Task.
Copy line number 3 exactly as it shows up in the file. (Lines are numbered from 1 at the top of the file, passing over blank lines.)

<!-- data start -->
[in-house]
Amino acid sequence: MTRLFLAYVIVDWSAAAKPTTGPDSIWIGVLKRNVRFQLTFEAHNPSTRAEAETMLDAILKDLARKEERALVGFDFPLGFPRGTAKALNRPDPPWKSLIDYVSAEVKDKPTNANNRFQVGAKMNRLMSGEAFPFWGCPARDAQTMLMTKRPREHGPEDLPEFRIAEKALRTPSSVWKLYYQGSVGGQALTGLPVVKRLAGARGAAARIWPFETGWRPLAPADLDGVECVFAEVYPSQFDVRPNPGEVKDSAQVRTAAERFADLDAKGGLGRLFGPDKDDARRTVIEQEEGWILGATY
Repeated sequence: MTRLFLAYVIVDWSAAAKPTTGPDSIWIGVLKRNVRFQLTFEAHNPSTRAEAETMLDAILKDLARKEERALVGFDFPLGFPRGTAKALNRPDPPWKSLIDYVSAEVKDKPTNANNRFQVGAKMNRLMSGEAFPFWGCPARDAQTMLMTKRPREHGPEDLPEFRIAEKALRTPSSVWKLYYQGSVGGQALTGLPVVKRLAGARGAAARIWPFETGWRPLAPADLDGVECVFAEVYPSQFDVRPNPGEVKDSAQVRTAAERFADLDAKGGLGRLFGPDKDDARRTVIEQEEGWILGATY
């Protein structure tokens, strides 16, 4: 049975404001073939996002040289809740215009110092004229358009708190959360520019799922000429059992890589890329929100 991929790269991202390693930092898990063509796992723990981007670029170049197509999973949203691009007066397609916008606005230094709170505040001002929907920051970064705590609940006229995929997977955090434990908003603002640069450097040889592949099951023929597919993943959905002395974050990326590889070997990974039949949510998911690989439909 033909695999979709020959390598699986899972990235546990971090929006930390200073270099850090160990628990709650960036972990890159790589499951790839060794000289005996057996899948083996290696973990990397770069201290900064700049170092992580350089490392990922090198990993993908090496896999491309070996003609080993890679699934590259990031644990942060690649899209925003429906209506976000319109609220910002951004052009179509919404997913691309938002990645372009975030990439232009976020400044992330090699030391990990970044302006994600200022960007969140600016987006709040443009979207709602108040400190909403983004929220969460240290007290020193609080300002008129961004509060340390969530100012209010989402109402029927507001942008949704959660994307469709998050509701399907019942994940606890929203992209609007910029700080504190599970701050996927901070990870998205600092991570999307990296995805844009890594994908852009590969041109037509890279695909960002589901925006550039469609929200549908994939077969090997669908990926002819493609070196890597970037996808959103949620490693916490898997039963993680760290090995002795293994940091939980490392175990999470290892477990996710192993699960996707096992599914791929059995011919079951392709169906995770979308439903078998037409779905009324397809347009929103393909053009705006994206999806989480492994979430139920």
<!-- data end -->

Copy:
Repeated sequence: MTRLFLAYVIVDWSAAAKPTTGPDSIWIGVLKRNVRFQLTFEAHNPSTRAEAETMLDAILKDLARKEERALVGFDFPLGFPRGTAKALNRPDPPWKSLIDYVSAEVKDKPTNANNRFQVGAKMNRLMSGEAFPFWGCPARDAQTMLMTKRPREHGPEDLPEFRIAEKALRTPSSVWKLYYQGSVGGQALTGLPVVKRLAGARGAAARIWPFETGWRPLAPADLDGVECVFAEVYPSQFDVRPNPGEVKDSAQVRTAAERFADLDAKGGLGRLFGPDKDDARRTVIEQEEGWILGATY